I have several SD cards with a damaged filesystem. As I analysed them with different hex editors (active diskeditor, wxhexeditor, and bless) I found unreadable sectors at the beginning of the filesystem especially in places where you don't expect a high write endurance.

One card has errors after the FAT boot sector (>243), and another one has errors in the hidden sector area (150-230). These sectors seems to have a hard error since I can't even read data from them. Neither with the command sudo dd if/dev/sdd bs=512 skip=249 nor with hex editor tools.

The main concern I have is when I format the SD cards with the SDFormatter V4.0 in quick format mode, the bad sectors are gone and everything works fine. This disagrees with the assertion that the concerned sectors had hard errors since the quick format mode only initializes the filesystem without initializing the card on low level.

Bad sectors only can be excluded from the S.M.A.R.T register on the SD card, and this requires low level formatting.

What can cause such a failure? The signal integrity seems to be OK. Voltage, threshold levels, and the timing are also fine. One thing I can’t really check is the firmware. Is it possible to get the SD card goes bad only by messing with the firmware?

One of the cards was sent to the manufacturer. They found out that the card has no errors. But they could not tell me what the problem could be. Has someone an idea how to find out what problem it could be? Has anyone dealt with a similar problem?

Operation Mode:

  • CLK=13 MHz
  • SPI
  • FAT16

Read error in hidden sector area at the beginning of the FAT boot sector

Here are some facts about the SD card and its usage:

  • Supports wear leveling
  • High Level Cell 2 GB
  • Hyperstone S6 Flash controller
  • Used at normal conditions (room temperature)
  • MTTF weeks to several months
  • Only a few gigabytes (approximately 3 GB per month) will be transferred to the card.
  • \$\begingroup\$ Have you tried asking this question on the Unix/Linux forum? \$\endgroup\$
    – skvery
    Mar 8, 2017 at 9:52
  • \$\begingroup\$ No, unfortunately not. I checked the card under linux and windows with a sd card reader. I had same results under both operating systems. The card is controlled by a blackfin microcontroller. \$\endgroup\$
    – Armin
    Mar 8, 2017 at 10:14
  • \$\begingroup\$ Only the manufacturer can tell. SD cards use wear leveling, meaning the same sector can be physically stored in a different flash page after each write, so don't expect your theories about individual sectors to hold true. \$\endgroup\$ Mar 8, 2017 at 13:01
  • 1
    \$\begingroup\$ You didn't tell how often they were used, in what conditions, how old the cards are, which technology they use. Newer cheap SD cards with Multi Level Cell are manufactured to achieve a certain quality, but the temperature range is small (a lot smaller than a mechanical hard disk) and they rely more on the microcontroller to fix problems. Is there a common factor when you tested them ? For example the same computer, the same USB cable, the same card reader ? Try to change that. \$\endgroup\$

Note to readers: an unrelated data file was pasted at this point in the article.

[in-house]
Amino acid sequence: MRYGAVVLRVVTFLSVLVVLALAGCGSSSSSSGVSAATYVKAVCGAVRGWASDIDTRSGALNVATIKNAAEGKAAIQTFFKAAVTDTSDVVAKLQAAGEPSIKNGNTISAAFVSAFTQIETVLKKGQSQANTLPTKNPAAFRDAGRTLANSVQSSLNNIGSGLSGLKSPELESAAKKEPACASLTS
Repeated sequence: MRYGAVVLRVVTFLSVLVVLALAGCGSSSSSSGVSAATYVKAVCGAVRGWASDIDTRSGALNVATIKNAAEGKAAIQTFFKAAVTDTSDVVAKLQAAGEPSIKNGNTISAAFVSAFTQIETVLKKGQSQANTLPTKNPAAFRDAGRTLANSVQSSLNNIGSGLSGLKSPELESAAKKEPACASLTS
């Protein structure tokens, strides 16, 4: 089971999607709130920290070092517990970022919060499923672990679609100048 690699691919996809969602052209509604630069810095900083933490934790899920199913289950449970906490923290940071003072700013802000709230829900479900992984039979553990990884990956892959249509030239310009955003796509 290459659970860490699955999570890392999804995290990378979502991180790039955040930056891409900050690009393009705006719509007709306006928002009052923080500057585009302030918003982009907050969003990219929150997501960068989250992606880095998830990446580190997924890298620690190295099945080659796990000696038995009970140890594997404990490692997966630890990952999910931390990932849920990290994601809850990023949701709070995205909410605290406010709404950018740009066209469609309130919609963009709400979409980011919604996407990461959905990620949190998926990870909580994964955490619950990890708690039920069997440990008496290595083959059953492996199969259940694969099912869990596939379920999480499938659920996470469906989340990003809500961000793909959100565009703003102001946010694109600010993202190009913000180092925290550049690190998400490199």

– Jot
    Mar 8, 2017 at 15:57
  • \$\begingroup\$ The SD card supports wear leveling. \$\endgroup\$
    – Armin
    Mar 9, 2017 at 12:53

1 Answer 1


Your confusion comes from the fact that SD cards are more complicated than they seem. Unlike magnetic disks which have physical sectors (so that sector 0 is always on the same place on the disk), flash storage is made of pages and blocks, and sectors are dynamically mapped to pages containing relevant data: enter image description here

Since only complete blocks can be erased at once, writing to the SD card results in the old page being marked as invalid, while the new data for the sector is written to a new page, potentially in a different block.

Moreover, when a block accumulates enough invalid pages, it is recycled: remaining valid pages are written elsewhere and the whole block is erased. That's what could have happened when you formatted the card: your bad sectors got relocated to different pages, which are not bad anymore. If the card is smart enough, it should remember blocks which had read errors, and avoid reusing them in the future. So it's entirely possible that your SD card will be error-free from now on, until the day more blocks become unstable due to wear, resulting in more read errors.

  • \$\begingroup\$ Thanks. I believed that the formatting tool initializes the sectors manually by writing zeros on it. Some of the errors occurred after switching off the device by pulling the plug. Could it be possible that an unexpected power loss during a wear leveling process can cause these problems? \$\endgroup\$
    – Armin
    Mar 9, 2017 at 13:44
  • 1
    \$\begingroup\$ @Armin Sure it's possible, but whether it really was the case is a matter of speculation without the knowledge about that particular SD card's inner structure. \$\endgroup\$ Mar 9, 2017 at 13:51

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